Billy Joe Shaver, Whitey Morgan & the 78s | FitzGerald's | Folk & Country | Chicago Reader
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Billy Joe Shaver, Whitey Morgan & the 78s 

When: Wed., Jan. 18, 8:30 p.m. 2012
Price: $20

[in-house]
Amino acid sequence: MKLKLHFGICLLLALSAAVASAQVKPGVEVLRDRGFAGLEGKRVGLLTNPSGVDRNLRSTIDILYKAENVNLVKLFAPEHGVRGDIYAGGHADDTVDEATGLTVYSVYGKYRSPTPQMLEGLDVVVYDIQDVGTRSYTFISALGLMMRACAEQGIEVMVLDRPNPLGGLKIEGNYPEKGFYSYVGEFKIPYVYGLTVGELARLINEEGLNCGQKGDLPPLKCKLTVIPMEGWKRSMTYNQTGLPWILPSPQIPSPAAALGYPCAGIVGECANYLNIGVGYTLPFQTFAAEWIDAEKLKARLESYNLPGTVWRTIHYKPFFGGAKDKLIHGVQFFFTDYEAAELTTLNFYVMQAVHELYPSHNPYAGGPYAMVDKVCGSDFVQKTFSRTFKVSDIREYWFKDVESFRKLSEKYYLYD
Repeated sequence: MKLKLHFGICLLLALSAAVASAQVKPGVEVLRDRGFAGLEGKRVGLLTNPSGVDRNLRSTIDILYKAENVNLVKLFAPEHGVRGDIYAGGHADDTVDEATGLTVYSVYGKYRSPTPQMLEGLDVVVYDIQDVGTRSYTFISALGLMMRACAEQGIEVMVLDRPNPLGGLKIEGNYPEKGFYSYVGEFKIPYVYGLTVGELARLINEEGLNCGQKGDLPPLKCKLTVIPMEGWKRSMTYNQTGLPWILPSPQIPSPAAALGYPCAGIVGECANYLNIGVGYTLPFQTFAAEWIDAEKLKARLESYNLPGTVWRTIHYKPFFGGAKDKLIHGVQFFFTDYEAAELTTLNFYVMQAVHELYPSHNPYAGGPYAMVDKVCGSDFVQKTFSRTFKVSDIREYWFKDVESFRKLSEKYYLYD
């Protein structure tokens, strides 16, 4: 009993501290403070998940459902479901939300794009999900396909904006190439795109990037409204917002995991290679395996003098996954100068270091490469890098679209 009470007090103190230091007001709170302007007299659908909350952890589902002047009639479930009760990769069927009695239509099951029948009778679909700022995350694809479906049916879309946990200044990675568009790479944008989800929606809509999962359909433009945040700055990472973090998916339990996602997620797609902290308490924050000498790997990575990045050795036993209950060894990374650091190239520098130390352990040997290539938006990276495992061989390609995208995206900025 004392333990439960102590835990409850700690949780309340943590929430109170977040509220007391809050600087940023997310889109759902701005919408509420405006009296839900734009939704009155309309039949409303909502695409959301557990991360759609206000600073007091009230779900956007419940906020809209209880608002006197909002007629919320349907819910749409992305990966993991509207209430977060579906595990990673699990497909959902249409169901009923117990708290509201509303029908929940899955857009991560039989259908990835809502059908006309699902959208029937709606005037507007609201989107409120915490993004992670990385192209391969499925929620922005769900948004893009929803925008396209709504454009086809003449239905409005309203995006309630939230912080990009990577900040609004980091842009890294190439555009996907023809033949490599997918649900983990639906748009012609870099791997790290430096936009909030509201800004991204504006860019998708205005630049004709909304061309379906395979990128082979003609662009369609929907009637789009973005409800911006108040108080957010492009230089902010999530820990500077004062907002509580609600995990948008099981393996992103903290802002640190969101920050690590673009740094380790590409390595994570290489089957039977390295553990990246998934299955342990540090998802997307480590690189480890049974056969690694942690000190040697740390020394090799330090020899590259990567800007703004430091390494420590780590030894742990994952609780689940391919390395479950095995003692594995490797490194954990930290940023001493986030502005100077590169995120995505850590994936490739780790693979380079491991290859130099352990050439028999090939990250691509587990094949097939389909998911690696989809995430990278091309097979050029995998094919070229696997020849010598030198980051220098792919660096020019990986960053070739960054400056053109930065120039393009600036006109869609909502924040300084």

On the song "Wacko From Waco," the first new release in four years by Texas country-music veteran Billy Joe Shaver, he addresses a 2007 incident in which he shot a man in the jaw outside a bar, managing to brag about his toughness while claiming self-defense: "I don't start fights / I finish fights." (In April 2010 Shaver, 72, was found not guilty of aggravated assault.) The confrontation took place the same day Shaver and his wife at the time were out taking pictures of things they thought they might want professionally photographed for the cover of his most recent album, Everybody's Brother, a 2007 collection of original gospel tunes that includes duets with John Anderson, Kris Kristofferson, and Johnny Cash. As one of the key figures in the Texas outlaw-country movement, Shaver has never been subtle, and though he's an excellent songwriter his lyrics don't always square up: the lines "If you don't love Jesus / Go to hell" (from Everybody's Brother) don't sound particularly Christian to me. Fortunately his voice sounds as good as ever, despite his age—his soulful croak is country through and through. Opening the show are the impressive Whitey Morgan & the 78's, a band from Flint, Michigan, who happen to have covered "Where Do You Want It," a Dale Watson song sensationalizing the Shaver shooting—which the older man doesn't much appreciate. In a May interview with Texas Monthly Shaver said, "I told him, 'I never said that.' And he said, 'Yeah, but it sounds so good in the song.' It hurt me real bad. Dale knocked me down and stomped on me." —Peter Margasak Whitey Morgan & the 78s open.



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